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Khanjin has plenty on to-do list entering second term

'The cost of living is going up and they want to see a government — like our strong, majority Progressive Conservative government — that is going to look after them,' Khanjin says following big win

It didn’t take long after the polls closed Thursday night for supporters of Progressive Conservative incumbent Andrea Khanjin to celebrate her victory in Barrie-Innisfil.

Friends, family and community members packed into one side of Ol' West Wing on Ferndale Drive South last night where they excitedly watched the results for the provincial election roll in  and await the arrival of the woman of the hour.

Jennifer Kaplinski, who was one of many supporters who donned conservative blue, told BarrieToday she was beyond excited to see Khanjin re-elected and heading back to Queen’s Park.

“She wants to make a big difference in a positive way for our community. She is always there for people," Kaplinski said. "I have continually heard how when people reach out to her (with a problem), I have never heard she promises (something) and never follows through.

"Andrea gets the job done. She does the job well. She cares about the people and she really wants to make a difference.”

Kaplinski added Khanjin’s “kind heart” combined with her “intelligence" are two of the traits that made the 33-year-old the best candidate  and the best person  for the job.

“I am excited to work with her to help push some things further that are going to be great for our province entirely," she said. "I am excited we have somebody for Barrie-Innisfil that actually cares about the people and deep down in her heart and soul wants to make things better for everyone."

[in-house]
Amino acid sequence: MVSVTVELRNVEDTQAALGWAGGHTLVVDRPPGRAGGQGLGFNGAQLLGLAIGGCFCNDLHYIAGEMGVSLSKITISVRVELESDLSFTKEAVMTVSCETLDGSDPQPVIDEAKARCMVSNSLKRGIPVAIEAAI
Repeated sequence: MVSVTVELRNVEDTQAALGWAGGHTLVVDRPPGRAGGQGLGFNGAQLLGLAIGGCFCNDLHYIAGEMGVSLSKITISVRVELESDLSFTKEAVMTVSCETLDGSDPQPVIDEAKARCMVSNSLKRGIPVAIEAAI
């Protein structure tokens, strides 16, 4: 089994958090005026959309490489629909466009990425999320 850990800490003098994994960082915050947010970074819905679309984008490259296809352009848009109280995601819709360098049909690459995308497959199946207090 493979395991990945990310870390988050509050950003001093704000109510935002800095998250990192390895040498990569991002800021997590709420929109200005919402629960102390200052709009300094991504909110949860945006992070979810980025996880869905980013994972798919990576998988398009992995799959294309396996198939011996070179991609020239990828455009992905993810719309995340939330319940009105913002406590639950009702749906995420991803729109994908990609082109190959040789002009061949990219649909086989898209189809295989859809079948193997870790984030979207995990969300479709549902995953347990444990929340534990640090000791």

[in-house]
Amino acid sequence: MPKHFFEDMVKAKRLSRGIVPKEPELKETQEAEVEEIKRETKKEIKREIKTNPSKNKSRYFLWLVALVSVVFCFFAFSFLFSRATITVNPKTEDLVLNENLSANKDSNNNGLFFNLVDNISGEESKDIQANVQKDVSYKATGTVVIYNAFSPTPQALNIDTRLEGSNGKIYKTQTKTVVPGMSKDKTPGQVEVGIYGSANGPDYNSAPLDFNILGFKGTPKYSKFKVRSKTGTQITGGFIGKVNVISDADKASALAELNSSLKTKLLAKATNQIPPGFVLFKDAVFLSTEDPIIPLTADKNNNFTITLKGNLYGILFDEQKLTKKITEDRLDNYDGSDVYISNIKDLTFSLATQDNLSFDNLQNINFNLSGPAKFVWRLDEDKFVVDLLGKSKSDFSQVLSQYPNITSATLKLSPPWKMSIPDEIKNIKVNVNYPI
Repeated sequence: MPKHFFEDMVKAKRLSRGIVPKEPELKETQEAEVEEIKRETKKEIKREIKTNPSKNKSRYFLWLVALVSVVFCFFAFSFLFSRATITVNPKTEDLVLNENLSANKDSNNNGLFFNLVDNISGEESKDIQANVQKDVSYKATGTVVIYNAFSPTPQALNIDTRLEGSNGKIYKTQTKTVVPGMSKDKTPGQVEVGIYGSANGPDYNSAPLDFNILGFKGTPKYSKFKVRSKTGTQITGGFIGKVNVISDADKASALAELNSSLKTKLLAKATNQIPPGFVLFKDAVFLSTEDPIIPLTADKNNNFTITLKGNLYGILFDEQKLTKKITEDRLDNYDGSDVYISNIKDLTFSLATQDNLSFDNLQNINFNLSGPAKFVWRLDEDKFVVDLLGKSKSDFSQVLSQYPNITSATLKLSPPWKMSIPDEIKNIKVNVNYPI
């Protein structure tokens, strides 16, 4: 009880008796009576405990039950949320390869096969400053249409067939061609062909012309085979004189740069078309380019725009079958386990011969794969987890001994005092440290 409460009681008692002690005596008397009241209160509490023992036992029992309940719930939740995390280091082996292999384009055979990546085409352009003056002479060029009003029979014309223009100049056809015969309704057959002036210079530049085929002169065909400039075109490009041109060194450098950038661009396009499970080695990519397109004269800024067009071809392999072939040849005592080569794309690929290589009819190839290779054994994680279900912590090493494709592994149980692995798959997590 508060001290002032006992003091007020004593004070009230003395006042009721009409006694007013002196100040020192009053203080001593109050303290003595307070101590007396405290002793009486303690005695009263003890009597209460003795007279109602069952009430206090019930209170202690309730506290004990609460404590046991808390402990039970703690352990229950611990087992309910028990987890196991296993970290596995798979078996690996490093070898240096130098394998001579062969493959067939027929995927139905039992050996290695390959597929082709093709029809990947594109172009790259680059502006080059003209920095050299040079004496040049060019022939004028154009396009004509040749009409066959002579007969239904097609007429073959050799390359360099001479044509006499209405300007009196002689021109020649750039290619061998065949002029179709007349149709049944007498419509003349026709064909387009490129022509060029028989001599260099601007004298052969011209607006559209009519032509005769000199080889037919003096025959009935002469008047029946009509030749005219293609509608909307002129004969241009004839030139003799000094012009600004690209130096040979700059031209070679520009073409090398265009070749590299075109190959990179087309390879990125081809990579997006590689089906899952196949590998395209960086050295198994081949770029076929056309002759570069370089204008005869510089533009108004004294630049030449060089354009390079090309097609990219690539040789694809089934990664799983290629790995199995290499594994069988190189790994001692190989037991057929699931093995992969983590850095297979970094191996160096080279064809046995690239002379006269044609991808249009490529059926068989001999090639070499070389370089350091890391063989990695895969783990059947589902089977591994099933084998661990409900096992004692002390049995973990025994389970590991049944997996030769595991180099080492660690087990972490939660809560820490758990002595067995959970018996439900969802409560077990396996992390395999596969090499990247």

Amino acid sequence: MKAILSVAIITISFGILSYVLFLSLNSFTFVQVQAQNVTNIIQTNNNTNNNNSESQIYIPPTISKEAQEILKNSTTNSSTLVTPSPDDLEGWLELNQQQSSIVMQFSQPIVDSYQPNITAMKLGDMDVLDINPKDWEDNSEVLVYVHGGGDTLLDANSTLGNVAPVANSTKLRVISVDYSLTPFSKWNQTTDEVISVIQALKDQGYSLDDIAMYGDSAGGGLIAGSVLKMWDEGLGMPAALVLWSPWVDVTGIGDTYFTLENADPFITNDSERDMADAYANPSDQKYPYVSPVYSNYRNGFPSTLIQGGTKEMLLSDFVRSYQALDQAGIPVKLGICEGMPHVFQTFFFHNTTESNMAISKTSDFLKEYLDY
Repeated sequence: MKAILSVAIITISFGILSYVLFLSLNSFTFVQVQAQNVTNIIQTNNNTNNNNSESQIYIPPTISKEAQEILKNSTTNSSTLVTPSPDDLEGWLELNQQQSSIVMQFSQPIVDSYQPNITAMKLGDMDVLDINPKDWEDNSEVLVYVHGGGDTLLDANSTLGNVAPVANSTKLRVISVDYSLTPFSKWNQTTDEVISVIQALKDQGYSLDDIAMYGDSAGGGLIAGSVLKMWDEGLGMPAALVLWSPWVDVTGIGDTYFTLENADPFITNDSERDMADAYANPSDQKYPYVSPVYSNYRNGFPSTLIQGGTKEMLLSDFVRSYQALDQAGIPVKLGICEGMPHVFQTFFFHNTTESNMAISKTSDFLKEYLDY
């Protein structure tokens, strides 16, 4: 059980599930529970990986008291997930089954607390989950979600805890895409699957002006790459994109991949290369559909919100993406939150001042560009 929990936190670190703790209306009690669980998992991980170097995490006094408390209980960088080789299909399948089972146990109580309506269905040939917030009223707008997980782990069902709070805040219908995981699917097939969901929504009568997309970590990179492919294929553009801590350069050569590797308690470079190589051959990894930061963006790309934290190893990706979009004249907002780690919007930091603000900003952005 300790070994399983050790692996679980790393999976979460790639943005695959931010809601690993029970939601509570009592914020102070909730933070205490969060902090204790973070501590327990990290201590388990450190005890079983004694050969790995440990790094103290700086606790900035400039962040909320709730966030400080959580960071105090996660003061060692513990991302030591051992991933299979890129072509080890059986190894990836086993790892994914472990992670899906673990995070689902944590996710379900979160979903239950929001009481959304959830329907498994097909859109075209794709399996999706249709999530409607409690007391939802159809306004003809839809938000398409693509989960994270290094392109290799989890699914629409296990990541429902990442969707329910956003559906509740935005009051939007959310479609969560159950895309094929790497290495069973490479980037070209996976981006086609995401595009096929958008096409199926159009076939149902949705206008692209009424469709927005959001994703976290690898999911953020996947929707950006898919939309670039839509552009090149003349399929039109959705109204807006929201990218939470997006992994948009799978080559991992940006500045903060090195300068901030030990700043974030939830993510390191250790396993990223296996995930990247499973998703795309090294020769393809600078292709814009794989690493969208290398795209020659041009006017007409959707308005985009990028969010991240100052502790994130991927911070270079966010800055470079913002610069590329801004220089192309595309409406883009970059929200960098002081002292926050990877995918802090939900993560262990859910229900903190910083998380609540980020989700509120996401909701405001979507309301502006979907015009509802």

Khanjin says she plans to “hit the ground running” now that she’s been given the green light to return to Queen’s Park. 

“Like I've said, there’s going to be no dilly-dallying. We’ve got a lot of work to do,” she said, adding the No. 1 issue she came across while out campaigning was concern for rising gas prices. 

“We are going to tackle that very soon – July 1, gas prices are coming down by five cents a litre. There are people who have to get to work, (who) want to plan summer trips with their kids, want to take their kids to camp," Khanjin said. "It means so much for residents to be able to get that break. The cost of living is going up and they want to see a government  like our strong, majority Progressive Conservative government  that is going to look after them.”

Although Khanjin planned on enjoying the evening, she said she plans to go back to work first thing this morning and tackle the issues that are important to her constituents.

“We are going to be starting taking down the campaign signs and I am going to start getting straight to work," she said. 

That work will include staying true to what she called the core values of bringing the cost of living down, reducing gas prices, building core infrastructure such as expanding Highway 400 and the creation of the Bradford Bypass, she says, as well as the construction of the new Royal Victoria Regional Health Centre campus in Innisfil. 

“We are going to be stewarding those really important projects and, of course, creating a really, well-running economy locally so we can have high-quality jobs and… make sure there are a lot of opportunities for people not only to enter in a place of work that’s very much in demand, but will also give them the core of what they will need in order to afford a good home,” she said.

“If they have good jobs, they’re able to save up for a good home. Our cost of living in terms of the cost of housing here locally is quite high  whether it’s rental or buying a house," Khanjin said. "Our government is going to be tackling that. We have done that over the past four years but there’s more to do.”

Heather Eves, who says she has known Khanjin since she was in elementary school, told BarrieToday it was important for her to come out and show her support last night, adding when Khanjin would be at her home, she once told her that she wanted to be prime minister of Canada one day. 

“At eight years old, she was mature and she was grounded and always knew what she wanted,” said Eves. “She’s very knowledgeable and she’s driven.”

Prior to her landslide victory in 2018, when Khanjin received 49.97 per cent of the total votes cast, the 33-year-old new mom had previously worked behind the scenes with the federal Conservatives while studying political science at the University of Ottawa.

During her first term as MPP, Khanjin held multiple roles, including serving as deputy government house leader from Feb. 11, 2020 to May 3, 2022 and more recently as parliamentary assistant to the minister of the environment, conservation and parks.